"Where does your pizza come from?" the blue-T-shirted teen ambassadors from farm country asked the mostly Latino classroom in south Minneapolis. "Little Caesars," sang out one kindergartner.

That's probably true for many in this class of 18 at Hans Christian Andersen United Community School, but it's not the answer these Future Farmers of America members from the Morris area sought. Step by step, they broke down the elements of a pizza, from box to toppings, tracing them back to their origins on a farm.

Later Friday, the school's 1,000 students got to meet what they eat. They thronged around pens on the playground holding six head of livestock. They scratched the bellies of 250-pound hogs, wound their fingers in the wool of Hampshire sheep, gingerly felt the velvety ear of a patient Holstein and jumped at the bellow of a Limousin steer.

And, since inquiring minds wanted to know, they also asked, "How big is cow poop?"

Their journey from farm to food was completed later at lunch when the 34 Morris students, supplemented by parents and other ag boosters, served cheeseburgers to the entire school.

The event, Agriculture in the Classroom, was the third year that the Morris FFA has ventured to a Minneapolis school to evangelize for agriculture in a program backed by state officials and agribusinesses. The Morris group has been a leader in making the farm-city connection; representatives of five other chapters accompanied them so they can join in spreading the farm gospel.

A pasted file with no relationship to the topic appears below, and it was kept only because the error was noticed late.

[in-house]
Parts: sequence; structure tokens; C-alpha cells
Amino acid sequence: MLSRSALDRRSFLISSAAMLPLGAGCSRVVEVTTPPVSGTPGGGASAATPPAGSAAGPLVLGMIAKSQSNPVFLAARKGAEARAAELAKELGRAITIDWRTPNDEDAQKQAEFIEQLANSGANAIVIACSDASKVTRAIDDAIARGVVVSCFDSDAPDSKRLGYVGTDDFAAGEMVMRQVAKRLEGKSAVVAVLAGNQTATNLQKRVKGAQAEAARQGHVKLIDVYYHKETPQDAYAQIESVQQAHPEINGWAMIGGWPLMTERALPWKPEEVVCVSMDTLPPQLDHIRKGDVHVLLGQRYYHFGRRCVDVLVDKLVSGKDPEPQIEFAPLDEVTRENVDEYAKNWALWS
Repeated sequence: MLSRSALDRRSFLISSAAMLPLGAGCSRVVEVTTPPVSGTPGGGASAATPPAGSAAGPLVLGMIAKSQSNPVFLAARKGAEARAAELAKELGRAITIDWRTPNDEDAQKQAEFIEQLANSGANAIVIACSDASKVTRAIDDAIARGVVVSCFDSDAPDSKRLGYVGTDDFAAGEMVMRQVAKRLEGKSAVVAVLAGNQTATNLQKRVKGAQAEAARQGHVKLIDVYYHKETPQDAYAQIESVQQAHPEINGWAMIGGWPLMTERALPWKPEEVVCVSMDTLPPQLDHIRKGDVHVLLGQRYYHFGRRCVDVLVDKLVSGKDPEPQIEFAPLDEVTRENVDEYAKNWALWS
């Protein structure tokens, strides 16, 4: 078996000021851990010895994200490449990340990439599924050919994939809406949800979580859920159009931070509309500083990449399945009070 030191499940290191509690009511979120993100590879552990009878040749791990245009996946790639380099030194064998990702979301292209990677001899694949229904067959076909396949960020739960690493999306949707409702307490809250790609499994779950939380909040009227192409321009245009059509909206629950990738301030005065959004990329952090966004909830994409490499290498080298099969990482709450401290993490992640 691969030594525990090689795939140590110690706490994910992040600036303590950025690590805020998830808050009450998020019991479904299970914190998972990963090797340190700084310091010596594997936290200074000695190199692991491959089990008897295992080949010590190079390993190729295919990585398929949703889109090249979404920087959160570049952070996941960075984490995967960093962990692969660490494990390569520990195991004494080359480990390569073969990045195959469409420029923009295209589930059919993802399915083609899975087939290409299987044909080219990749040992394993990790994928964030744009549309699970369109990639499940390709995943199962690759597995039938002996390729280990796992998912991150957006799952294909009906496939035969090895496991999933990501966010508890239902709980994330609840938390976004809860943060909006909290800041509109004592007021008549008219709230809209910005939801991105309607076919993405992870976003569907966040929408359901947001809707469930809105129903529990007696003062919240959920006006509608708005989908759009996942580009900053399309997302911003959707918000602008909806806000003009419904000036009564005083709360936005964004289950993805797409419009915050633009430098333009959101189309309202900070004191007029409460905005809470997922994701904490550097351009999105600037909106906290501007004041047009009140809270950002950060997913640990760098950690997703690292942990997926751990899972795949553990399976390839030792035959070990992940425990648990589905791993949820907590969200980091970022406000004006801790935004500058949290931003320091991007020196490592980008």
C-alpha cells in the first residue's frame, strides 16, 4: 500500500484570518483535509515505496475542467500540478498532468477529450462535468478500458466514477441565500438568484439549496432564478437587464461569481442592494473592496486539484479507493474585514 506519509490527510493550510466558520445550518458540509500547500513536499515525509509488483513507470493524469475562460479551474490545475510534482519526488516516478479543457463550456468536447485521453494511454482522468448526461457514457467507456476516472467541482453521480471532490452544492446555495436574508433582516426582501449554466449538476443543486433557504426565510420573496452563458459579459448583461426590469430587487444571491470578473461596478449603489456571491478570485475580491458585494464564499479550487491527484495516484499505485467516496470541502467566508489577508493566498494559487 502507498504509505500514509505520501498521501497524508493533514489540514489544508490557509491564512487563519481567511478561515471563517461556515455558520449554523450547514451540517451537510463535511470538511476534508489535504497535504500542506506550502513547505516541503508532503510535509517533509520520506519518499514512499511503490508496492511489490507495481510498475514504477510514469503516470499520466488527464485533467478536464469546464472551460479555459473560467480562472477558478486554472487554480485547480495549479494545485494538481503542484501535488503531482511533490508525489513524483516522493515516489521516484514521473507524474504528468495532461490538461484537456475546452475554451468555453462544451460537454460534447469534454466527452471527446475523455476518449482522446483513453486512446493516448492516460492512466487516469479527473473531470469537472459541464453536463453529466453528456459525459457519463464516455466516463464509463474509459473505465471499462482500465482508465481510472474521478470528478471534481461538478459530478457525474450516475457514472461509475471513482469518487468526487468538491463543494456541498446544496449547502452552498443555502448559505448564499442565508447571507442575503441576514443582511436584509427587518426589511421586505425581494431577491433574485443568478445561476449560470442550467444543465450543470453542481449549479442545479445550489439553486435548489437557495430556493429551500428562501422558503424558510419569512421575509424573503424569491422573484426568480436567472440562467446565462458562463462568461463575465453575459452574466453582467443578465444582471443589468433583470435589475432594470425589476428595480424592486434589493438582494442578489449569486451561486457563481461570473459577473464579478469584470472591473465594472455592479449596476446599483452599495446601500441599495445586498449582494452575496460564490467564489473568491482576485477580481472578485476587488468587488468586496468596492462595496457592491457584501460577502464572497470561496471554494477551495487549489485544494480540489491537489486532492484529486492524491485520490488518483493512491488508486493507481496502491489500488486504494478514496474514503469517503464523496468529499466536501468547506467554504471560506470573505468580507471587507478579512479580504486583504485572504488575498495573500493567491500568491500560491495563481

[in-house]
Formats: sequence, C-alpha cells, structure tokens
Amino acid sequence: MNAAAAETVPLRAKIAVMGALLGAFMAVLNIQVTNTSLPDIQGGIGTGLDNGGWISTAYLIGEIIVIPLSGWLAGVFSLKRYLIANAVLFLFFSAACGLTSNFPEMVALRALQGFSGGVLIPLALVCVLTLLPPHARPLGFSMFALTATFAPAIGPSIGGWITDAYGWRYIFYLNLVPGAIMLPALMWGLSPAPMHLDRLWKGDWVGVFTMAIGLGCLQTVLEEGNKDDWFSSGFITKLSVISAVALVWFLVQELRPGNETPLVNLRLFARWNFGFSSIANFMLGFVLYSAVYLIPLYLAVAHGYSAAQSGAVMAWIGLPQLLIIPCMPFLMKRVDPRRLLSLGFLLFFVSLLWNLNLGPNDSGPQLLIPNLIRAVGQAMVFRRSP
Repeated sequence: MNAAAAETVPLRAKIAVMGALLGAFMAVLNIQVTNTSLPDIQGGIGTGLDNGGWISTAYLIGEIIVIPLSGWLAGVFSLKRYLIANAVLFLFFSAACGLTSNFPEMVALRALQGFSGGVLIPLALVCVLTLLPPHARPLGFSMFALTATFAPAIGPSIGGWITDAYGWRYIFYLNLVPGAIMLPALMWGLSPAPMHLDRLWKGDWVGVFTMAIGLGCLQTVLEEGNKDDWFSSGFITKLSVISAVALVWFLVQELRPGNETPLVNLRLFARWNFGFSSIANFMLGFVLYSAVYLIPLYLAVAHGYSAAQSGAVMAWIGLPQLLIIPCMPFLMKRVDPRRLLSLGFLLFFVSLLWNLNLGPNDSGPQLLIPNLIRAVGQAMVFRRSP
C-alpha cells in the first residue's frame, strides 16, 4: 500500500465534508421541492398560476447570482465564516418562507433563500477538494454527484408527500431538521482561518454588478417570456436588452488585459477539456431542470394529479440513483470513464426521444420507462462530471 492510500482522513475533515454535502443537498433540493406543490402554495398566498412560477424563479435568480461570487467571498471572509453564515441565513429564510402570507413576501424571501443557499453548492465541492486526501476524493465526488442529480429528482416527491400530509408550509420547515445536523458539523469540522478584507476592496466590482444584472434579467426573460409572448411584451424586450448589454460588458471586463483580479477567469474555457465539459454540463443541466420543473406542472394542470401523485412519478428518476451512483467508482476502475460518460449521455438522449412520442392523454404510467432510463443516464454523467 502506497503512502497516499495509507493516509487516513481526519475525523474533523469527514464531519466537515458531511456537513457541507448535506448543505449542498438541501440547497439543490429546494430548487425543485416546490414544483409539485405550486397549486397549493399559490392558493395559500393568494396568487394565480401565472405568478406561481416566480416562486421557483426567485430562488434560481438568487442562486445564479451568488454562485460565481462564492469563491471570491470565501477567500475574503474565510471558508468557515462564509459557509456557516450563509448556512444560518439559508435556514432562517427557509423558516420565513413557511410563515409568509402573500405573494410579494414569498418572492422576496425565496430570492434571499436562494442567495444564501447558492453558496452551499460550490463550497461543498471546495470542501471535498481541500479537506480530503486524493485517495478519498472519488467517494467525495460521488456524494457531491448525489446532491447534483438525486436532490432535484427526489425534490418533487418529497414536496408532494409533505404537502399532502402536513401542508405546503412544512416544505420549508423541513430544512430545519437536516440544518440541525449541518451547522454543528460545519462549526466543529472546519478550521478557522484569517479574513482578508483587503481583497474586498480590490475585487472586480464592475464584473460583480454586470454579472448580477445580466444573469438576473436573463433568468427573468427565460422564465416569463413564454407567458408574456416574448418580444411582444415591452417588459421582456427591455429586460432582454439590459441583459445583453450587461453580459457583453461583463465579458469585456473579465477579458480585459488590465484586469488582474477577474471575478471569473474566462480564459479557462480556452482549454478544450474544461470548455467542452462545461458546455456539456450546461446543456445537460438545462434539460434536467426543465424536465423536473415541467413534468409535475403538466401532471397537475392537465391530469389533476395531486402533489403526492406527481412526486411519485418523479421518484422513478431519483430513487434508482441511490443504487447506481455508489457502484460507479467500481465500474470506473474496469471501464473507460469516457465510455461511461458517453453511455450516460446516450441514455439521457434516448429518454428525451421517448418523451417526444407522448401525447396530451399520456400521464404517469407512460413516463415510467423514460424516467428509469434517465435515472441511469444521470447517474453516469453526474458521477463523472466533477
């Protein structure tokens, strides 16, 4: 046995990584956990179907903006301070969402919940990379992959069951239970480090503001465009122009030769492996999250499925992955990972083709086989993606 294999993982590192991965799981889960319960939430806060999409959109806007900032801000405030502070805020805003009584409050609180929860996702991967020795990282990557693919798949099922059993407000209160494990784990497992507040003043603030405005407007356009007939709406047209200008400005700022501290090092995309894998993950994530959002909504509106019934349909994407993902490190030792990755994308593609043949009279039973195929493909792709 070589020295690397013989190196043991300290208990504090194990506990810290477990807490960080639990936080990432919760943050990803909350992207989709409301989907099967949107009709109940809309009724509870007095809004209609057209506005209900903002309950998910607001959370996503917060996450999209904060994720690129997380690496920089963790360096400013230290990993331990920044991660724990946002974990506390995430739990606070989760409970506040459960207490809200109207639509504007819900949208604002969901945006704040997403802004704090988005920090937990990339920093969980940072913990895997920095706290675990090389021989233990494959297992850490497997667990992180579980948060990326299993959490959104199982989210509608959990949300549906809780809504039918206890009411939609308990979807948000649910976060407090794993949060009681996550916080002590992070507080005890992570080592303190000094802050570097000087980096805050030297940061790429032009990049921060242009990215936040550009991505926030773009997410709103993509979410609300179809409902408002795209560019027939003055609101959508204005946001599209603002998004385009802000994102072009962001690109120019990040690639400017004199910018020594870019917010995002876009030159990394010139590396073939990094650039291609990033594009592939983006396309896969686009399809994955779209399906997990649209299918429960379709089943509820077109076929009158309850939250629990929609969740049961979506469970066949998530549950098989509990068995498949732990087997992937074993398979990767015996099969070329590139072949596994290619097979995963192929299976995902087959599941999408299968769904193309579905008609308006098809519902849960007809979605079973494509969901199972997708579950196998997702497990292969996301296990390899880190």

Matt Huot explained how milk is extracted from a cow and its route to a refrigerator. He works on a dairy where milking begins around 4:30 a.m. One thing that stood out to him is that Andersen students get their breakfasts and lunch pre-packaged rather than the scratch-cooked meals Morris students are used to at their school. Ninety-eight percent of Andersen's students come from families poor enough that they get free or reduced-price lunches; that figure is 26 percent for Morris.

The latest Morris visit comes as new Minneapolis nutrition director Bertrand Weber works to forge closer links with farms.

Steve Date, a fifth-grade Andersen teacher, shot video in Morris of feedlots to give students a better sense of a farm.

Shawn Granda Loja, a third-grader, knew his priorities: "Are we going to eat something?" he queried. His class was noticeably sharp on the origins of food. Teacher Catherine Lee said they'd already had a visit from a hog farmer and a feeder pig. "These types of experiences are the ones the kids will remember and take back with them," Lee said.

But there is still work to be done on ag education, evident when some students mistook a 1,200-pound steer Jake Moser was tending for a horse. "I learn how distant they are from agriculture," he said.

Steve Brandt • 612-673-4438